Jen Evans, three-time tech founder and current CEO of SqueezeCMM followed, with a heartwarming tale about the power of community. Having been on twitter on the evening of December 30th (when it was -27 degrees outside), she saw that a Toronto intake centre was going to have to start turning people away. Armed with just her smartphone and a purpose, Jen tweeted out to say she would pay for a hotel room for someone in need. Following dozens of pledges for hotel rooms, meals and transportation, Jen made it clear that this wasn’t about throwing money at a problem, but about community. She also articulated that one person with a phone could coordinate thousands of dollars in hotel rooms, meals and transportation.
Jen is now focused on launching techresetcanada.org, a “coalition of business people, residents, public servants, and technologists advocating for a reset of the technology and innovation agenda in Canada to recenter its use for public good,” aiming to shape the intersection of public x policy x technology.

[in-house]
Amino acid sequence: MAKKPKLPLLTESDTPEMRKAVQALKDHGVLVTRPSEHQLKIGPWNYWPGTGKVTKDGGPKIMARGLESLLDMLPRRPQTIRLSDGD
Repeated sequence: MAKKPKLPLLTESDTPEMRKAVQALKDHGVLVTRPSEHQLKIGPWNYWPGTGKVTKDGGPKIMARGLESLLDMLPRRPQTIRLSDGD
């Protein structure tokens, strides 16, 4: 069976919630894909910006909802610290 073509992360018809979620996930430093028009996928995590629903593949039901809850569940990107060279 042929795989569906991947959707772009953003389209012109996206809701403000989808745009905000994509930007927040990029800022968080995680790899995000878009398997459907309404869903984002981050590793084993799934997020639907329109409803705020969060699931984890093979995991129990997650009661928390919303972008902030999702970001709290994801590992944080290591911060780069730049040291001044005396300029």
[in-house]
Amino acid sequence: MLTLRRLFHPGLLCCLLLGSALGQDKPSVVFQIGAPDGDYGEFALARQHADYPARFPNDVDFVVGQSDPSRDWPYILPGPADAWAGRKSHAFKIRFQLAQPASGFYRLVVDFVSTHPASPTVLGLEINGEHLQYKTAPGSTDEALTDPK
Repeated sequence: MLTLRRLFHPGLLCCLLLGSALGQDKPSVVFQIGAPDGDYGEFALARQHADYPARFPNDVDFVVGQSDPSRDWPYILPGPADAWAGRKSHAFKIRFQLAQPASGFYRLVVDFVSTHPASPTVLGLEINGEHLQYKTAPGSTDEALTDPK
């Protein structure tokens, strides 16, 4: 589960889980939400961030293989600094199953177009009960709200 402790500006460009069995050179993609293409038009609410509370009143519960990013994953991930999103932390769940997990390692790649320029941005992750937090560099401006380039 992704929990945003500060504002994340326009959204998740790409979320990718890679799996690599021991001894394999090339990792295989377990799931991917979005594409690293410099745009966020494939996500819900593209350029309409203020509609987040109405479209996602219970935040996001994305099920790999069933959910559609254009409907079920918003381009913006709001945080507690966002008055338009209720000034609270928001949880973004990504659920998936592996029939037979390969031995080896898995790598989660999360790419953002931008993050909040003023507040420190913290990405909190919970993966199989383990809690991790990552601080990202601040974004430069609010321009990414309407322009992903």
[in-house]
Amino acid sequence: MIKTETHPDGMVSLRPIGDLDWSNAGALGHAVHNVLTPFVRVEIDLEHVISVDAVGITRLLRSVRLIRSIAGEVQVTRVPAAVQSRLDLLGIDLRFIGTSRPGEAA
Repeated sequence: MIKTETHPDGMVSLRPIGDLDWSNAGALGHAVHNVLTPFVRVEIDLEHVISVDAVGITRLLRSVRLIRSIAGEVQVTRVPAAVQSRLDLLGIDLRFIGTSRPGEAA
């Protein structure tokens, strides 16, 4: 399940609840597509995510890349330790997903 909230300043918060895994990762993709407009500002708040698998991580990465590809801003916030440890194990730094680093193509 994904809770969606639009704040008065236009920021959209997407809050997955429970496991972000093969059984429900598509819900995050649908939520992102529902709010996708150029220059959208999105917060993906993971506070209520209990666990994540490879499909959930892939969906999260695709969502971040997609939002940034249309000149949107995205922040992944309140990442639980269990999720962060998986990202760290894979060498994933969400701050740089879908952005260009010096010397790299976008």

“You can’t write the script for this!”
Following Jen’s impassioned talk, Ryan Williams of Cadre spoke about how his company is looking to completely transform real estate and other alternative investments through technology. Aiming to be the world’s first digital marketplace for alternative investments, Cadre’s mission is to help people invest in real estate – the most important asset class in the world to building multi-generational wealth.
Ryan highlighted the need to have three core values to achieve success: Focus on what you love. Focus on what you can be great at. Focus on what can be a sustainable, profitable business.
Noting the dichotomy of the last two topics, Jason Goldlist exclaimed “You can’t write the script for this!” Only at TechTO can you have a topic such as Jen’s followed by a pitch such as Ryan’s.